While Auckland struggled to cope with a torrential downpour and severe flooding, Green MP Golriz Ghahraman tweeted that we need to start taking the climate crisis seriously. But she is a parliamentary representative of a Green Party that has failed to do exactly that. 

THE DELUGE THAT has descended on Auckland is a harsh reminder of the increasingly more extreme weather events that the planet is now confronted with because of climate change.

That's also the conclusion of the Bulletin of the American Meteorological Society (BAMS) special report Explaining Extreme Events in 2021 and 2022 from a Climate Perspective, released by the National Oceanic and Atmospheric Administration (NOAA) this week.

The report is the latest in the 11-year series Explaining Extreme Events from a Climate Perspective. Of the more than 200 individual studies included in the series, more than 80 percent of them found a connection between an extreme weather event and the climate crisis.

The new report, among other things, notes that in 2021 the UK saw its wettest May since 1836. A study found that the precipitation was made about 1.5 times more likely because of climate change. In addition, 2021 gave northern China its wettest September on record, an event made two times more likely by the human burning of greenhouse gases.

Other findings of the reported included:

1. A record warm February in East Asia in 2021, made four to 20 times more likely by climate change.

2. A drought in Iran in 2020 and 2021, made 50 percent more likely.

3. A July 2021 marine heat wave in the northwest Pacific was made 43 times more likely.

4. The weather behind an April 2021 wildfire in Cape Town was made 90 percent more likely.

NOAA Chief Scientist Sarah Kapnick said in a press release: 'The extreme nature of these events is very alarming. We need to understand these events are signs that things are getting hotter faster than we had expected.'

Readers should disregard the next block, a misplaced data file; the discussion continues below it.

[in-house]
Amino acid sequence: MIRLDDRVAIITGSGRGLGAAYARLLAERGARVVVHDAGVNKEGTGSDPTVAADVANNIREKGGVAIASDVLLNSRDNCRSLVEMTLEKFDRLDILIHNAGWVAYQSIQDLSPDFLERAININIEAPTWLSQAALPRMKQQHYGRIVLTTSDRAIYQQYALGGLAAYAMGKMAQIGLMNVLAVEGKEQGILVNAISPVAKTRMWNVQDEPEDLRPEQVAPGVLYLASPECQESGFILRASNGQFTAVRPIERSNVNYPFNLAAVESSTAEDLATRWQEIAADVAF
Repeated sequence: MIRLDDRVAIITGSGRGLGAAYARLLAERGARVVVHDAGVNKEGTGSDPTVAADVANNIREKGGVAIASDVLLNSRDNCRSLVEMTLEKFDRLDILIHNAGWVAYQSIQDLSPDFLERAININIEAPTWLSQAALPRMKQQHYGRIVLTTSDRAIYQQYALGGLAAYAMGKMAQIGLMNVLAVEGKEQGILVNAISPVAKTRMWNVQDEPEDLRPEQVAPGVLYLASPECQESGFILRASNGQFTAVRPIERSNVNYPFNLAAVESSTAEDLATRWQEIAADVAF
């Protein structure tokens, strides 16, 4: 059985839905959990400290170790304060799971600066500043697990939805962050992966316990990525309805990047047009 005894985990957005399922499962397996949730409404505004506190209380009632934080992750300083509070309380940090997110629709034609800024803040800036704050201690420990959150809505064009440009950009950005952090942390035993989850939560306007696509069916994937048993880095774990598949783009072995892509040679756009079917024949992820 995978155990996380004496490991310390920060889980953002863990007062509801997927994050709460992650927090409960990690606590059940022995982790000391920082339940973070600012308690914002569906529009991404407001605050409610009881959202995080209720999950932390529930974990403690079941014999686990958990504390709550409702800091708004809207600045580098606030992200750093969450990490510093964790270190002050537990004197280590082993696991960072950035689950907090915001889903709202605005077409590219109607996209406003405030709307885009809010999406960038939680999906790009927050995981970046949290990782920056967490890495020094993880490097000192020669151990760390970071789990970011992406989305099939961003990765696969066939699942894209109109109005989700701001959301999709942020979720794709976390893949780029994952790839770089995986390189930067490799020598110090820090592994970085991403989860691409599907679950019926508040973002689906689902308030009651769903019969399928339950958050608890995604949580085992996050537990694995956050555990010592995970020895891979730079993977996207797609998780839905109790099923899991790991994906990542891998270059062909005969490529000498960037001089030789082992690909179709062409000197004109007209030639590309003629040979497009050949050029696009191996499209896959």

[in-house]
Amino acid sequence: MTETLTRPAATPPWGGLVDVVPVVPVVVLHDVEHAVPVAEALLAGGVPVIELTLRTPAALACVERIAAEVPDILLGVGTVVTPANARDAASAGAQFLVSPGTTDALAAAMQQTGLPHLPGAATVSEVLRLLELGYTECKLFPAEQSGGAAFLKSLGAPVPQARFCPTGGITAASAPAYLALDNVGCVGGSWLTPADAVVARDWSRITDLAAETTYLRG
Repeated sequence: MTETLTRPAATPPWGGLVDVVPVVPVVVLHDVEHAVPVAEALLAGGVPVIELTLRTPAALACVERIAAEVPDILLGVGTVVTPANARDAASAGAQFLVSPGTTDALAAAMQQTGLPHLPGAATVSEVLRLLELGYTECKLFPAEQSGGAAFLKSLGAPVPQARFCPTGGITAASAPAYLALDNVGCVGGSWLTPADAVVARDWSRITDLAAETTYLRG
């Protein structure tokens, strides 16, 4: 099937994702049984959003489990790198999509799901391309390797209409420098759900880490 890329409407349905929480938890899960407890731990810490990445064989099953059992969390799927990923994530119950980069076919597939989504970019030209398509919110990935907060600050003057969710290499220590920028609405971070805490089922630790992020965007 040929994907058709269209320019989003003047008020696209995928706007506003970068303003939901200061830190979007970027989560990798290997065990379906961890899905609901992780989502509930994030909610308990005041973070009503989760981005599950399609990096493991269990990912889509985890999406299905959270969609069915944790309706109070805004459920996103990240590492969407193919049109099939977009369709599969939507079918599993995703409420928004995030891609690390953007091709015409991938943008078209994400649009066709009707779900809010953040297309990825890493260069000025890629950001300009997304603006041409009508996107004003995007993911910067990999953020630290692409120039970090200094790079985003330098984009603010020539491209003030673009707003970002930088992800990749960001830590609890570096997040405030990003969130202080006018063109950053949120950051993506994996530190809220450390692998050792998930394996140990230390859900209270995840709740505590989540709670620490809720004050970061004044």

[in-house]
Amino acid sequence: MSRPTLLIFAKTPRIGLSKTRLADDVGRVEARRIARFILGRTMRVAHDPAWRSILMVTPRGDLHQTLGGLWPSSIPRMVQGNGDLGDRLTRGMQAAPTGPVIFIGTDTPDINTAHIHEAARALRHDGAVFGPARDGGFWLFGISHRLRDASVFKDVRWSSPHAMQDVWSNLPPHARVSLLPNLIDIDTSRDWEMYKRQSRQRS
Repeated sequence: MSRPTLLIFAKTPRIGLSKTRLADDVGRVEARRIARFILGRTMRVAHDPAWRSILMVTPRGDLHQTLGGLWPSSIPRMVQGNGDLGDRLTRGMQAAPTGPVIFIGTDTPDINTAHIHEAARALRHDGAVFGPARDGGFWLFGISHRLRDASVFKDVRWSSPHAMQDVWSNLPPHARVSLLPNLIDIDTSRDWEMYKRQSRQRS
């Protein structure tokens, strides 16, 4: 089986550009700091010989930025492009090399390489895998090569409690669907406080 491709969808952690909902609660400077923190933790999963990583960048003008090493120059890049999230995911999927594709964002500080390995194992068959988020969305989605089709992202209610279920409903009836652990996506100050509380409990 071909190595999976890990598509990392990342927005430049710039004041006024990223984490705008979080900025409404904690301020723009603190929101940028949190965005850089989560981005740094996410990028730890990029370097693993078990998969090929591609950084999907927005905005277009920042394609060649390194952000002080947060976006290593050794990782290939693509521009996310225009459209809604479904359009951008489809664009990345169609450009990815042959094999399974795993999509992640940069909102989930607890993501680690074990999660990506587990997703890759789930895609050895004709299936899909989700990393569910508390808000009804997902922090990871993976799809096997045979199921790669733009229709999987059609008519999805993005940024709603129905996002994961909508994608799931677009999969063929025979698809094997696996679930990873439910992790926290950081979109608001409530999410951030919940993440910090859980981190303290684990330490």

Yet, despite the very real threat that the climate crisis will overwhelm us, the political establishment continues to fail us in its response. It continues to act as if we can solve the challenge of climate change while leaving the political and economic status quo largely undisturbed. Capitalism can carry on much as normal, the twin motors of more growth and more profit can carry on apace.

Our own Green Party, alarmingly, is prepared to do little but tinker with the levers and dials of the very machine that is eating up the planet. It remains committed to market-driven policies that are taking the country in entirely the wrong direction.

Unlike the New Zealand Green Party, many Green parties around the world are now calling for 'system change, not climate change'. Greta Thunberg, the voice of her generation, says that in order to fight climate change we need to change our political and economic systems.

Of corporate friendly politicians like Climate Change minister James Shaw, Thunberg  observes that they 'seem more focused on giving false hope to those causing the problem rather than telling the blunt truth that would give us a chance to act...If solutions within this system are so difficult to find then maybe we should change the system itself.'

Perhaps that's something Green MP Golriz Ghahraman should reflect on. Yesterday she tweeted:

'Scenes of flooding, especially the unprecedented levels in West Auckland, are terrifying. Thinking of the communities battling through this disaster tonight. This is what #ClimateCrisis will bring again and again, around the globe, until we take it seriously in policy and action.'

Talk is cheap. Let's see the Green Party start taking the climate crisis seriously because it hasn't so far.


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